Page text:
Wayanad wetland survey unveils avian diversity

Updated - January 12, 2024 10:02 pm IST

Published - January 12, 2024 08:38 pm IST - KALPETTA

Cotton pigmy goose spotted during the water bird survey in Wayanad.

Cotton pigmy goose spotted during the water bird survey in Wayanad. | Photo Credit: Special Arrangement

Spot billed duck

Spot billed duck

Grey headed lapwing

Grey headed lapwing

A water bird survey, organised by the Social Forestry department in association with the Hume Centre for Ecology and Wildlife Biology in Wayanad revealed that the wetland in the landscape played host to an array of avian wonders.

The survey was organised as a part of the Asian Waterfowl Census in the State by the Kerala Bird Monitoring Network. Over 100 bird species, encompassing water birds and wetland-associated varieties were spotted during the survey.

Notably, previously unreported species in the Wayanad Wetland Survey, such as the Grey-headed Lapwing, Steppe Eagle, and Short Toed Snake Eagle, made a remarkable appearance this time, C.K. Vishnudas, director of Hume Centre, said. However, despite the increased diversity, the overall bird count experienced a slight dip, with 1,425 individual birds tallied as against 1,621 last year, he added.

The migratory birds such as Grey-headed Lapwing, Common Coot, Eurasian Moorhen, Grey Heron, Red-naped Ibis, and Pied Cuckoo, were recorded during the survey.

Resident birds such as Cotton Pygmy Goose, Spot-billed Duck, Pheasant-tailed Jacana, Bronze-winged Jacana, Little Cormorant, and Grey-headed Swamp Hen, were also spotted.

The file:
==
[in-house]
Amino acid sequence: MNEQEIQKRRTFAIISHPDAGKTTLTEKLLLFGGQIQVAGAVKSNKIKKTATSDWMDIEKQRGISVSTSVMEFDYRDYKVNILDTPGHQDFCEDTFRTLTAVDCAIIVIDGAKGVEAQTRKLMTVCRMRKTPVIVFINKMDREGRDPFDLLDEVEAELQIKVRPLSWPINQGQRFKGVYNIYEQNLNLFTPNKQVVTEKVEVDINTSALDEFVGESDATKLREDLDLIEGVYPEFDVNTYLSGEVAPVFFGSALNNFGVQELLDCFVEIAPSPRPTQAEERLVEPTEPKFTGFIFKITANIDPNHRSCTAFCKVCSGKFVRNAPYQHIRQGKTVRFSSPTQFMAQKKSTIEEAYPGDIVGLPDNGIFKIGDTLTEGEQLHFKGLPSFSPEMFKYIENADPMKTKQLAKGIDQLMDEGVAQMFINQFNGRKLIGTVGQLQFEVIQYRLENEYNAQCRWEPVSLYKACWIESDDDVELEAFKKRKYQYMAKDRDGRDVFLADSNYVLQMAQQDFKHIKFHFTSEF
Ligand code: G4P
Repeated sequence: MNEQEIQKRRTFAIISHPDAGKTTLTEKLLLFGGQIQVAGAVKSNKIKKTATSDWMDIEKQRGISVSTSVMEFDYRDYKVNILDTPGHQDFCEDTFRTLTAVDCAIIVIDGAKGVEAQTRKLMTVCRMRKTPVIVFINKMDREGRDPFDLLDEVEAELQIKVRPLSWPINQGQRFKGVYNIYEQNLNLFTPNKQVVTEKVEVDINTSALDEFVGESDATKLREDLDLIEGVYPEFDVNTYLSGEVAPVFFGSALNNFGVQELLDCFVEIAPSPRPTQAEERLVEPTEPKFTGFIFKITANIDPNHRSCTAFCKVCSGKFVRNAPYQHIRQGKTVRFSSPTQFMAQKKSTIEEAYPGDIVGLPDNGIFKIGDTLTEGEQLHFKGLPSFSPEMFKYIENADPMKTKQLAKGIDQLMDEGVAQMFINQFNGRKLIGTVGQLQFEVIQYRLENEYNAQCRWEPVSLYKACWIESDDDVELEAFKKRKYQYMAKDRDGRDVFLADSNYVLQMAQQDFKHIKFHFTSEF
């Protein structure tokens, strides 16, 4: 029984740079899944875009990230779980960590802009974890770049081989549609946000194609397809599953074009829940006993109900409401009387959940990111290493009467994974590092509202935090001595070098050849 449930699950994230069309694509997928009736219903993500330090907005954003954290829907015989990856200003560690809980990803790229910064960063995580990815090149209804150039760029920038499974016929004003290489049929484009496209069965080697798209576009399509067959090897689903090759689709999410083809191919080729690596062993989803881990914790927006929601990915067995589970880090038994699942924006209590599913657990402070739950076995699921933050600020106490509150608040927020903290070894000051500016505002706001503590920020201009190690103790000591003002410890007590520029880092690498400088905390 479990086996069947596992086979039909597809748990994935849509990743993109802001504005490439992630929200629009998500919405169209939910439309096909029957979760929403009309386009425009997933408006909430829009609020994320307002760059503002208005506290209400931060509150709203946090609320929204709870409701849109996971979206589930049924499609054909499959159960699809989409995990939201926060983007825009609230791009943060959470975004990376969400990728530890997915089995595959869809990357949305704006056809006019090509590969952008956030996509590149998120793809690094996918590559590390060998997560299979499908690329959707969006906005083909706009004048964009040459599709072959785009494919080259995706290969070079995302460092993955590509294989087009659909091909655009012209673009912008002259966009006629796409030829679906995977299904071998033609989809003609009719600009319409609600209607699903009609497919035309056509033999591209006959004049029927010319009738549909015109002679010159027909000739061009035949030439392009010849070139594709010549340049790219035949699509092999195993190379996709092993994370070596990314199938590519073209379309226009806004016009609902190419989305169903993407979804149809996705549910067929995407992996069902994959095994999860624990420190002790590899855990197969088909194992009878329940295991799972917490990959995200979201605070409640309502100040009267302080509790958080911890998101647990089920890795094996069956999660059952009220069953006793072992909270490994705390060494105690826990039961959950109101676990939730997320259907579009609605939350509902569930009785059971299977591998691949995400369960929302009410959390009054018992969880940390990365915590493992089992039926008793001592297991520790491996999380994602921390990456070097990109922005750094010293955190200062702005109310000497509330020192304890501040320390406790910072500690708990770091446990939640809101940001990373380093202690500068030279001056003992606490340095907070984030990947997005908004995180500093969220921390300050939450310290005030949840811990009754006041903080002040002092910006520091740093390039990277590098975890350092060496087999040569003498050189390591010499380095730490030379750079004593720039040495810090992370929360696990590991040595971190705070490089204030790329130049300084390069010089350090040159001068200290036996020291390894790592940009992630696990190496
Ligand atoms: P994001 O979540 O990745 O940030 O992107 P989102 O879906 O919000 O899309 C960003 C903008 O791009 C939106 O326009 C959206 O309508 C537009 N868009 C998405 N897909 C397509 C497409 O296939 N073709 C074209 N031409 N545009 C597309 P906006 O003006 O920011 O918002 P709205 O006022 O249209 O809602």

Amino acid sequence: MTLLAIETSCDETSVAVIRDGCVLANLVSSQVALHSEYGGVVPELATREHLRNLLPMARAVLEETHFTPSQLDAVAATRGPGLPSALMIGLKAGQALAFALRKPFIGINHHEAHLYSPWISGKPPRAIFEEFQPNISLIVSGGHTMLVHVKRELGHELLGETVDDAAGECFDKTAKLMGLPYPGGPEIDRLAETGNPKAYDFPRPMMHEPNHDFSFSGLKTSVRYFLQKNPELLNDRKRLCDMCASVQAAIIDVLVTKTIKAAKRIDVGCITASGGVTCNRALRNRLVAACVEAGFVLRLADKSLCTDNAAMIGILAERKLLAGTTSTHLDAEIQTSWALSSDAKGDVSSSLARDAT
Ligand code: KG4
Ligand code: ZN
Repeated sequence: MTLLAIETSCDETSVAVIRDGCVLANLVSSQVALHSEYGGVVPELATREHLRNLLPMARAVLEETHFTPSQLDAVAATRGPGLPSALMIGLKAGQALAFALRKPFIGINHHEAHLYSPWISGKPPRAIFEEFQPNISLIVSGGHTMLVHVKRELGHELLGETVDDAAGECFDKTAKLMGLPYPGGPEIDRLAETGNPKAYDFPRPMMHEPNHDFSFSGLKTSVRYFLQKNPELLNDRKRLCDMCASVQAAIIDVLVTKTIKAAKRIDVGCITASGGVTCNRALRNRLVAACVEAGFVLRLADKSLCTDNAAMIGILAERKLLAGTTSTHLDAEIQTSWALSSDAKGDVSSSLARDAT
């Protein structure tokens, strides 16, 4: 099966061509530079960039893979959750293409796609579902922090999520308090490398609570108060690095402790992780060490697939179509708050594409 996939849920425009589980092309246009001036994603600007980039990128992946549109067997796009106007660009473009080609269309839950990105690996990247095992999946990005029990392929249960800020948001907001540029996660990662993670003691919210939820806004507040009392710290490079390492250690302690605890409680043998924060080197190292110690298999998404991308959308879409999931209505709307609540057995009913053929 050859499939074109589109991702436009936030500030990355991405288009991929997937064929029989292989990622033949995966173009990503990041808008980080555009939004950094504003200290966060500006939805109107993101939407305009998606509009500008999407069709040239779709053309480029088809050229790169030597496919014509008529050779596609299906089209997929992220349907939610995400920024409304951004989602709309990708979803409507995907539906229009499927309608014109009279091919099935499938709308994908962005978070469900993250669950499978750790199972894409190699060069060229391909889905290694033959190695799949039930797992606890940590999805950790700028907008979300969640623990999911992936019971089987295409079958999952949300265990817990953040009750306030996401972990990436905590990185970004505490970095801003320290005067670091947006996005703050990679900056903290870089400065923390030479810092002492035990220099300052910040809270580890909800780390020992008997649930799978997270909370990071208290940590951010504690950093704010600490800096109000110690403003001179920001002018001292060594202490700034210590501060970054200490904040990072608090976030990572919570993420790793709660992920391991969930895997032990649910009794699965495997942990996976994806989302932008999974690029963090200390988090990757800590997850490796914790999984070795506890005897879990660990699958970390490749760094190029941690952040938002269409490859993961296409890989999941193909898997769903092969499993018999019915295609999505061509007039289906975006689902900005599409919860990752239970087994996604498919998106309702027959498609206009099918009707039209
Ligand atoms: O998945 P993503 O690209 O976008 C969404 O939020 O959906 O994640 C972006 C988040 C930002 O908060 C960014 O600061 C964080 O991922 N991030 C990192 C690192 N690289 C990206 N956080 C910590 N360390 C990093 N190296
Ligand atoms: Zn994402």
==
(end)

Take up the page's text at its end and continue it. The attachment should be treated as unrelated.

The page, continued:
Surprisingly absent were the once-flocking Lesser Whistling Teals, a spectacle in Karappuzha lake. Their disappearance for the second consecutive year hints at a potential habitat disturbance, prompting concerns about local environmental conditions, Mr. Vishnudas said.

The unique wetland ecosystem of Wayanad, distinct from the rest of Kerala, revolves around shallow waterbodies linked to the Karappuzha dam reservoir, said R.L. Ratheesh, Assistant Professor, Department of of Preventive Medicine, Kerala Veterinary and Animal Sciences University (KVASU), who coordinated the survey.

The dam’s partial commissioning has drawn wetland birds from neighbouring areas, steadily elevating their population. Notably, Wayanad boasts the largest heronry site in Kerala, he added.

The survey locations included the Karappuzha dam reservoir areas, waterbodies at Kurichyad, and Ammavayal inside the Wayanad Wildlife Sanctuary as well as Panamaram Aarattuthara and Valluyoorkkav paddy fields.

As many as 42 amateur ornithologists from various organisations in the district, Including the NSS volunteers of KVASU Jerdon’s Birding Club, DM Medical College Meppadi, and Wayanad Birders, a social media collective.

The event not only showcased the rich avian diversity of Wayanad but also raised concerns about the impact of local habitat disturbances on the bird population, emphasising the need for continued conservation efforts, Mr. Ratheesh added.

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